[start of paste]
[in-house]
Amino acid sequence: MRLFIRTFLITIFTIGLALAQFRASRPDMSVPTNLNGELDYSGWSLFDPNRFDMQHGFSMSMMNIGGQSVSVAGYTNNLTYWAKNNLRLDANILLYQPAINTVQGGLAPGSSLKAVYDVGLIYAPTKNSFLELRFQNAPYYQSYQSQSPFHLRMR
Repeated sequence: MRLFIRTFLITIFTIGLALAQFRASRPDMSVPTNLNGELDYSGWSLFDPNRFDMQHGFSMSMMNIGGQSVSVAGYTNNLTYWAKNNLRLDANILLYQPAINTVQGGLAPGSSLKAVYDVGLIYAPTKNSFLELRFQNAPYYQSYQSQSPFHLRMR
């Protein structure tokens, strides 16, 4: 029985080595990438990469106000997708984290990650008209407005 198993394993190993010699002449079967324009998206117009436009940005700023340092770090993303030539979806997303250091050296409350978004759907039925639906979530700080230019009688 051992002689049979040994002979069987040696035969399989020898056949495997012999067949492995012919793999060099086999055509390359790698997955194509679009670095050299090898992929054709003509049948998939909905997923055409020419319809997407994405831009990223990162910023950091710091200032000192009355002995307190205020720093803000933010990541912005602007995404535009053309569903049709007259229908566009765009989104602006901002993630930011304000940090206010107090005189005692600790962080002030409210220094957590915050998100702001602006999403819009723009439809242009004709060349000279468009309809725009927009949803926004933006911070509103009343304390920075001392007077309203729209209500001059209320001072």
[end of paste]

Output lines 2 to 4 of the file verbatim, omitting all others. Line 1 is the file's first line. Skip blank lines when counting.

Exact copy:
Amino acid sequence: MRLFIRTFLITIFTIGLALAQFRASRPDMSVPTNLNGELDYSGWSLFDPNRFDMQHGFSMSMMNIGGQSVSVAGYTNNLTYWAKNNLRLDANILLYQPAINTVQGGLAPGSSLKAVYDVGLIYAPTKNSFLELRFQNAPYYQSYQSQSPFHLRMR
Repeated sequence: MRLFIRTFLITIFTIGLALAQFRASRPDMSVPTNLNGELDYSGWSLFDPNRFDMQHGFSMSMMNIGGQSVSVAGYTNNLTYWAKNNLRLDANILLYQPAINTVQGGLAPGSSLKAVYDVGLIYAPTKNSFLELRFQNAPYYQSYQSQSPFHLRMR
């Protein structure tokens, strides 16, 4: 029985080595990438990469106000997708984290990650008209407005 198993394993190993010699002449079967324009998206117009436009940005700023340092770090993303030539979806997303250091050296409350978004759907039925639906979530700080230019009688 051992002689049979040994002979069987040696035969399989020898056949495997012999067949492995012919793999060099086999055509390359790698997955194509679009670095050299090898992929054709003509049948998939909905997923055409020419319809997407994405831009990223990162910023950091710091200032000192009355002995307190205020720093803000933010990541912005602007995404535009053309569903049709007259229908566009765009989104602006901002993630930011304000940090206010107090005189005692600790962080002030409210220094957590915050998100702001602006999403819009723009439809242009004709060349000279468009309809725009927009949803926004933006911070509103009343304390920075001392007077309203729209209500001059209320001072």